LOS ANGELES, Oct. 20 (Xinhua) -- Scientists at the
University of California in San Diego (UCSD) are using advanced visualization
technologies to locate the tomb of Mongolian emperor Genghis Khan, the UCSD said
in a press release on Monday.
;"As outrageous as it might sound,
we're looking for the tomb of Genghis Khan," Dr. Albert Yu-Min Lin, an
affiliated researcher for UCSD's Center for Interdisciplinary Science in Art,
Architecture and Archaeology (CISA3), said in the release e-mailed to Xinhua.
With advanced visualization and analytical
technologies available at the California Institute for Telecommunications and
Information Technology (Calit2), Lin and his colleagues are hoping to pinpoint
Khan's tomb and conduct a non-invasive archaeological analysis of the area where
he is believed to be buried, according to the release.
Lin plans to establish a position at UCSD that will
allow him to spearhead the three-year Valley of the Khans project, which will
require 700,000 dollars in funding for eight researchers, including all
expedition costs, said the release.
According to legend, Genghis Khan lies buried
somewhere beneath the dusty steppe of Northeastern Mongolia, entombed in a spot
so secretive that anyone who made the mistake of encountering his funeral
procession was executed on the spot. Once he was below ground, his men brought
in horses to trample evidence of his grave, and just to be absolutely sure he
would never be found, they diverted a river to flow over their leader's final
Genghis Khan was one of the most exceptional men in
all of history, but his life is too often dismissed as being that of a
bloodthirsty warrior. Few people in the West know about his legacy- that he
united warring tribes of Mongolia and merged them into one, that he introduced
the East to the West making explorations like those of Marco Polo possible, that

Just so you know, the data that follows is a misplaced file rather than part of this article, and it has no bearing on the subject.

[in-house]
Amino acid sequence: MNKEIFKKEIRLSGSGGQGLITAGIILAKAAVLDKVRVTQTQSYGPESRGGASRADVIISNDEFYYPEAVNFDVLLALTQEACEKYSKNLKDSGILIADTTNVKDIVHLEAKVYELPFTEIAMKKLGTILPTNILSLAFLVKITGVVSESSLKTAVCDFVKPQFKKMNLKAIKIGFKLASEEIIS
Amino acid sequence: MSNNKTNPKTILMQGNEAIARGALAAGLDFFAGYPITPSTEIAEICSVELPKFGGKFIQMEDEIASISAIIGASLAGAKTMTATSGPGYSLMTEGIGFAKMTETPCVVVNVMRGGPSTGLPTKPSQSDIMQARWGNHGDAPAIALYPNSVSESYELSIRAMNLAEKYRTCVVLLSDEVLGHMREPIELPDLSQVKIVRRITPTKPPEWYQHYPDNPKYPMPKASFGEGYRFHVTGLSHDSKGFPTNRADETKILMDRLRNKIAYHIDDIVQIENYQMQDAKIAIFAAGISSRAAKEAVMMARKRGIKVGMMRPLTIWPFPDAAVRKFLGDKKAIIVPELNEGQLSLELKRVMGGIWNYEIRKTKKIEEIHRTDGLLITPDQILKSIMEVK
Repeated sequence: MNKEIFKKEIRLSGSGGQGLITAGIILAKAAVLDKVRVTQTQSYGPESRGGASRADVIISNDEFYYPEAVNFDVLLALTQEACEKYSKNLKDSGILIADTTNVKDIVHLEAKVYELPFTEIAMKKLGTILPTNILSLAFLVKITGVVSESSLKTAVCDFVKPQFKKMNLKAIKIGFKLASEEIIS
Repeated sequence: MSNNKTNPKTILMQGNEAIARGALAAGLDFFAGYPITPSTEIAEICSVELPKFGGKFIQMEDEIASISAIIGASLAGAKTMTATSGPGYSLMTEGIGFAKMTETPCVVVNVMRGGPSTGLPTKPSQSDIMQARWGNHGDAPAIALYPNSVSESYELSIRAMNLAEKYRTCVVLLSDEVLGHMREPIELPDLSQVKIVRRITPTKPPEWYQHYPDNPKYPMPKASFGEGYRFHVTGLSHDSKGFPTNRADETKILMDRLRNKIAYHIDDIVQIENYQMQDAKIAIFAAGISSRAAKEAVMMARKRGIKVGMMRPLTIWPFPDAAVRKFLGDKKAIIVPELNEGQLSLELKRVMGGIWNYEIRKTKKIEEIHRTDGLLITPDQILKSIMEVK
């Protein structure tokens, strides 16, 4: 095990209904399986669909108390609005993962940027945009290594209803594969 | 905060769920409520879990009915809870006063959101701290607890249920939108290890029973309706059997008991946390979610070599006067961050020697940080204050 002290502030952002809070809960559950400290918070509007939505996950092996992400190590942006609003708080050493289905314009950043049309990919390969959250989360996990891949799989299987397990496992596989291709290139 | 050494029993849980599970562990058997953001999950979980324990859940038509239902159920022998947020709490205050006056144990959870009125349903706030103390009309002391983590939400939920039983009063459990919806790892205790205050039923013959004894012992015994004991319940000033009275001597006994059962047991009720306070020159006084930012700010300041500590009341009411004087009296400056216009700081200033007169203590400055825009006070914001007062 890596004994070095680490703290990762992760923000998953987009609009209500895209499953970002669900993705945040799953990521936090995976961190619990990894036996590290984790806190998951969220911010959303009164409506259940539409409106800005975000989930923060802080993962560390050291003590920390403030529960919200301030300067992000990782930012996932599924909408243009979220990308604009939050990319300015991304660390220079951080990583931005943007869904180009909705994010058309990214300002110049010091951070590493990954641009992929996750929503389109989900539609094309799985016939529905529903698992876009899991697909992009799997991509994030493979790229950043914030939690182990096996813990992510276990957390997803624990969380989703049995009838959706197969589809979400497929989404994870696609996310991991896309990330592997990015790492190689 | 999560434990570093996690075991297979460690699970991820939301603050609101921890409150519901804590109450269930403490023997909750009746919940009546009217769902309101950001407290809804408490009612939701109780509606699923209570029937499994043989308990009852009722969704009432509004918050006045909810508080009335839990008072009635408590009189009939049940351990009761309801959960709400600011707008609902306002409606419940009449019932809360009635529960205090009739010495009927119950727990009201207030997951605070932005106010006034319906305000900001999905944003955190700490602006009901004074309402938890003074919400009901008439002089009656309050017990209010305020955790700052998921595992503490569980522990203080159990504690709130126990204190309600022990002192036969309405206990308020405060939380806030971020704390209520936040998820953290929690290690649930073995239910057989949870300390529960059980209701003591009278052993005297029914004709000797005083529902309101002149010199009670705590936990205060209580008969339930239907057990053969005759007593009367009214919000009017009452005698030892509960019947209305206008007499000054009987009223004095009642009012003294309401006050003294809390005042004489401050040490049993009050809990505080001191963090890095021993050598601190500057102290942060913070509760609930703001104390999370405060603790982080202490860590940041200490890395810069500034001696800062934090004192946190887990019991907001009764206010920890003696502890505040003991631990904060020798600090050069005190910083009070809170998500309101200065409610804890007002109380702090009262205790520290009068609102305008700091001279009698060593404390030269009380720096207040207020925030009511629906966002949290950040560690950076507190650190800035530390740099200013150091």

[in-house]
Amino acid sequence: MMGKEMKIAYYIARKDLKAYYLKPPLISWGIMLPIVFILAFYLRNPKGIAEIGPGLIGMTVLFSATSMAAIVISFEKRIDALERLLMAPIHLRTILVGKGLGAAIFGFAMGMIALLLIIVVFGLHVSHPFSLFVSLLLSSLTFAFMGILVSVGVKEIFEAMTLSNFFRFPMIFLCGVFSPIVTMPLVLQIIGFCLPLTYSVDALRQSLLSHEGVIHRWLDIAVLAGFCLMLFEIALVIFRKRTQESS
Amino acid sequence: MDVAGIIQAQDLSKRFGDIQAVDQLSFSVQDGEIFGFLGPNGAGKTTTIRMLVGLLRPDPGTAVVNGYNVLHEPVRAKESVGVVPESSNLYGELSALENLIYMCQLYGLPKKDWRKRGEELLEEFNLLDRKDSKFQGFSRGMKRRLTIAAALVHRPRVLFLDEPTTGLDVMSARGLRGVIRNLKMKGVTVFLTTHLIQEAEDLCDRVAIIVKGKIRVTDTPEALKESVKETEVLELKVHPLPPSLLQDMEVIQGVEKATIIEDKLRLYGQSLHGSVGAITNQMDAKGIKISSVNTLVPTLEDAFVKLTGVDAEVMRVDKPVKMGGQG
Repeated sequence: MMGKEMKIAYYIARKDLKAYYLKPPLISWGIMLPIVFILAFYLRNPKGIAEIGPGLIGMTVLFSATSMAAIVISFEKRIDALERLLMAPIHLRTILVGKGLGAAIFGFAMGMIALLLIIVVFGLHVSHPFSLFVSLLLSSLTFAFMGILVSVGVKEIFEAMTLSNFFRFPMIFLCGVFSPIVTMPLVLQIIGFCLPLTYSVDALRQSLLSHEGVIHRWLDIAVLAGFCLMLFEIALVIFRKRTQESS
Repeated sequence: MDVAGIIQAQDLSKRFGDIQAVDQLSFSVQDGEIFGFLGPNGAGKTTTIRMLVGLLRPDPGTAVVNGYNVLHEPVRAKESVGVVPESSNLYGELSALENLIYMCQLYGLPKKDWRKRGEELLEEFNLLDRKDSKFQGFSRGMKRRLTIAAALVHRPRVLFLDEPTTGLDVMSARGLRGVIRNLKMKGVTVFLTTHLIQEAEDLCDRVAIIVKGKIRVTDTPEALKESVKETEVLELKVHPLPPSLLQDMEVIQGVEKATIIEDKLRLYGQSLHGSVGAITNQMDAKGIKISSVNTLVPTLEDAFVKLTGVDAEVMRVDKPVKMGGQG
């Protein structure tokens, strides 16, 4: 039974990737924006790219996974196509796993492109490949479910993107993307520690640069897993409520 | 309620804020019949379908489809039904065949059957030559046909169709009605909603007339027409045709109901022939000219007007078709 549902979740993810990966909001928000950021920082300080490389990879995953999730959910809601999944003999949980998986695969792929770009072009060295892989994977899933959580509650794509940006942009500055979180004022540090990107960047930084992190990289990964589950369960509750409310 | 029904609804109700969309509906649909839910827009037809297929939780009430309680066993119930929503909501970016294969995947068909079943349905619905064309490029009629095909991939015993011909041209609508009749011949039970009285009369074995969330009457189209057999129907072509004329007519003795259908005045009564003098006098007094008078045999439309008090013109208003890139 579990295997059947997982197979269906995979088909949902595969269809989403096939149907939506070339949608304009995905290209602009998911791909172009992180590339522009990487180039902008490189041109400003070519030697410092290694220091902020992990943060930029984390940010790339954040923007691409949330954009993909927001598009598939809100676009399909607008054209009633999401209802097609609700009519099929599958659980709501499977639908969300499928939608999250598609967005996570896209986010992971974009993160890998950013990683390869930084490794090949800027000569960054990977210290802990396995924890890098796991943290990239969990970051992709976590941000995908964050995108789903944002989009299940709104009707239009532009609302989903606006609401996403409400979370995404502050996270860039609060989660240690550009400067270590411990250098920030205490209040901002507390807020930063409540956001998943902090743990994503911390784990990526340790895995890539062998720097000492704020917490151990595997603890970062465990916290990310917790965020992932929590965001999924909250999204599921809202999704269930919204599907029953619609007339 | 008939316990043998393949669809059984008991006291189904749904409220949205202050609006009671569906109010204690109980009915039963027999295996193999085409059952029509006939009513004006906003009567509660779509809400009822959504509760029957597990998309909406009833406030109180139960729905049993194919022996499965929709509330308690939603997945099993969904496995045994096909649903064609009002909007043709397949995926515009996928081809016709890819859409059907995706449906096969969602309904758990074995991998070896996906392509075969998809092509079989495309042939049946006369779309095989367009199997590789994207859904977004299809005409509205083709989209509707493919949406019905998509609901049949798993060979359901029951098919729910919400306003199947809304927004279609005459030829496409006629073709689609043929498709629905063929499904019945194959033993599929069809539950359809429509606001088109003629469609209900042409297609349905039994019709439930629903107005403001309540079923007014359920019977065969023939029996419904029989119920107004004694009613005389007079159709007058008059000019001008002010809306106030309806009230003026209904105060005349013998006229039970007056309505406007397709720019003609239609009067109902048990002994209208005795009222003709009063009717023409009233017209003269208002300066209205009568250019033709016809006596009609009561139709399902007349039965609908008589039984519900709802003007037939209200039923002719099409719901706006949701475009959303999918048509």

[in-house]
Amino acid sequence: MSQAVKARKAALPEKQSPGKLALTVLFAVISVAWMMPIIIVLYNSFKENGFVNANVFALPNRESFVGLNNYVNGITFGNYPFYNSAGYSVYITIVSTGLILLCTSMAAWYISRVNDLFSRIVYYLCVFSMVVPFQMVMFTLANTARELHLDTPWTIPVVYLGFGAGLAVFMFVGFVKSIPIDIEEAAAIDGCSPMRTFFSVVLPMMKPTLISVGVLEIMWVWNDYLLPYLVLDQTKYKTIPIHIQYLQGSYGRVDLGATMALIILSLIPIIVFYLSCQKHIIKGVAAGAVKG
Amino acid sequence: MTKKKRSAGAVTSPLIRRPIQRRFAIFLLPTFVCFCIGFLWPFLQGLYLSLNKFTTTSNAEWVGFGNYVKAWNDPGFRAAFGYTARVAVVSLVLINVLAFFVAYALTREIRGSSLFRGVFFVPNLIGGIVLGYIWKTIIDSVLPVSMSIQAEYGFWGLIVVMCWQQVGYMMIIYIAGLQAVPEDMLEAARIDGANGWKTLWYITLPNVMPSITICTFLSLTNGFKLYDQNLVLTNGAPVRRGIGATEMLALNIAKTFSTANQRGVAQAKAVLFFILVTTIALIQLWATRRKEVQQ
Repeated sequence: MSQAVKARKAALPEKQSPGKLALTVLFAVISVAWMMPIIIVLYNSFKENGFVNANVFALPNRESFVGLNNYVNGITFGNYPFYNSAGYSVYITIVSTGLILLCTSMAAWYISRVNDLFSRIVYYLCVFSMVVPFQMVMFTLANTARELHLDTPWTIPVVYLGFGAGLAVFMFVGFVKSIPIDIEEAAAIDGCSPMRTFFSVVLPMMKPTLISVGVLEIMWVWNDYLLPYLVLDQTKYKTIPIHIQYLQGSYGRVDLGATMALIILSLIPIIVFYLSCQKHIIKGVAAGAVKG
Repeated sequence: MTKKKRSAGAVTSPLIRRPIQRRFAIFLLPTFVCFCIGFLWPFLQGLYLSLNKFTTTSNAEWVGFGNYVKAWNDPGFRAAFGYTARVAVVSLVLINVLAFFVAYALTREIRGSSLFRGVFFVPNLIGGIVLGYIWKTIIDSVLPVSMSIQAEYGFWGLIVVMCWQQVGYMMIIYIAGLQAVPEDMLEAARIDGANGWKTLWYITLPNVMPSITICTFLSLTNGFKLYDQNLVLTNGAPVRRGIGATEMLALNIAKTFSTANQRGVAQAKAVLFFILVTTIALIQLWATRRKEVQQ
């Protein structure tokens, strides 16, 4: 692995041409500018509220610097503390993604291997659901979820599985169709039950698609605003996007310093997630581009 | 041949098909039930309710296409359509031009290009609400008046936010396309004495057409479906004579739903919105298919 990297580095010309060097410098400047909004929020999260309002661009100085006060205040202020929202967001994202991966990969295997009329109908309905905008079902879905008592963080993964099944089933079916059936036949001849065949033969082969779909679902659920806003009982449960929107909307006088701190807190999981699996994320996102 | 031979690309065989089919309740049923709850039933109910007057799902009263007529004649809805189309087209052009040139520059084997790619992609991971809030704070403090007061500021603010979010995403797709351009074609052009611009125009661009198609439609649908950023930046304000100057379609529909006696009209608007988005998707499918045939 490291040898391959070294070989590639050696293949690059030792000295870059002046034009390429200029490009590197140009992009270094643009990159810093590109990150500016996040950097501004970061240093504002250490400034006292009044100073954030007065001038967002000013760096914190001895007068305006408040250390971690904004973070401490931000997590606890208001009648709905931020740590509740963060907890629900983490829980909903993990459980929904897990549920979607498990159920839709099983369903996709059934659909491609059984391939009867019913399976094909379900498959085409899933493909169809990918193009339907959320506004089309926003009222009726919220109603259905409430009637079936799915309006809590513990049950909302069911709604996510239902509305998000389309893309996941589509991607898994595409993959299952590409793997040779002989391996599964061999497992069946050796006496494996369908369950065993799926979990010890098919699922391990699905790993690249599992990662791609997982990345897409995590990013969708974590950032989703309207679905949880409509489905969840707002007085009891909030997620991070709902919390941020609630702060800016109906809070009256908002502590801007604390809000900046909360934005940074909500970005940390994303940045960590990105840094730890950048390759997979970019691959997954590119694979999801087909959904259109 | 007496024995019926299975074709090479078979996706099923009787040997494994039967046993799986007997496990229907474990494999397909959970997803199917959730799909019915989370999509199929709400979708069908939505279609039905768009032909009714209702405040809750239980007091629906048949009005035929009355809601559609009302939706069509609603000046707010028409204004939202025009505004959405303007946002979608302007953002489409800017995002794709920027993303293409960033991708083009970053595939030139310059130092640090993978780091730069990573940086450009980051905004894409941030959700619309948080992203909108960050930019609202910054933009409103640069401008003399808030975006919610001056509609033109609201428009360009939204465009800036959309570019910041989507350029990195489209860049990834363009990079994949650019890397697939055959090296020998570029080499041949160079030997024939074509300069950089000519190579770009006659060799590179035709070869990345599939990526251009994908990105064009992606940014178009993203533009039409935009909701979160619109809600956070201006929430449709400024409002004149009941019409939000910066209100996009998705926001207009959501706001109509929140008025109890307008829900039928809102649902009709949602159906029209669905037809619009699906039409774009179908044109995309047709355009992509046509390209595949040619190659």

he tried to create a central world currency, that he introduced a written
language to the Mongol people and created bridges that we still use today within
the realm of international relations.
"But as great a man he was, there are few clues and
no factual evidence about Genghis Khan's burial, which is why we need to start
using technology to solve this mystery," Lin said.
Khan's grave is presumably in a region bordered by
Mongolia's Onon River and the Khan khentii mountains near his birthplace in
Khentii Aimag, and some experts believe his sons and other family members were
later buried beside him.
Directly following Khan's death in 1227, the area
around his tomb was deemed forbidden by the emperor's guards, and later in the
20th century, by strict Russian occupation, which prohibited Mongolians from
even talking about Genghis Khan because they felt it might lead to nationalist
uprising. Only since the 1990s have researchers been allowed in the area, and
several other research teams have tried unsuccessfully to locate the tomb.
Lin said hopes of success are based on his access to
unparalleled technology at Calit2 and CISA3 to pinpoint the area where Khan
might have been laid to rest, find the tomb itself and then develop a virtual
recreation of it using various methods of spectral and digital imaging.
Explained Lin: "If you have a large burial, that's
going to have an impact on the landscape. To find Khan's tomb, we'll be using
remote sensing techniques and satellite imagery to take digital pictures of the
ground in the surrounding region, which we'll be able to display on Calit2's
287-million pixel HIPerSpace display wall."
"Once we've narrowed down this region in Mongolia to
a certain area," Lin continued, "we'll use techniques such as ground penetrating
radar, electromagnetic induction and magnetometry to produce non-destructive,
non-invasive surveys. We'll then work with people in UCSD's electrical
engineering department to develop visual algorithms that will allow us to create
a high-resolution, 3-D representation of the site."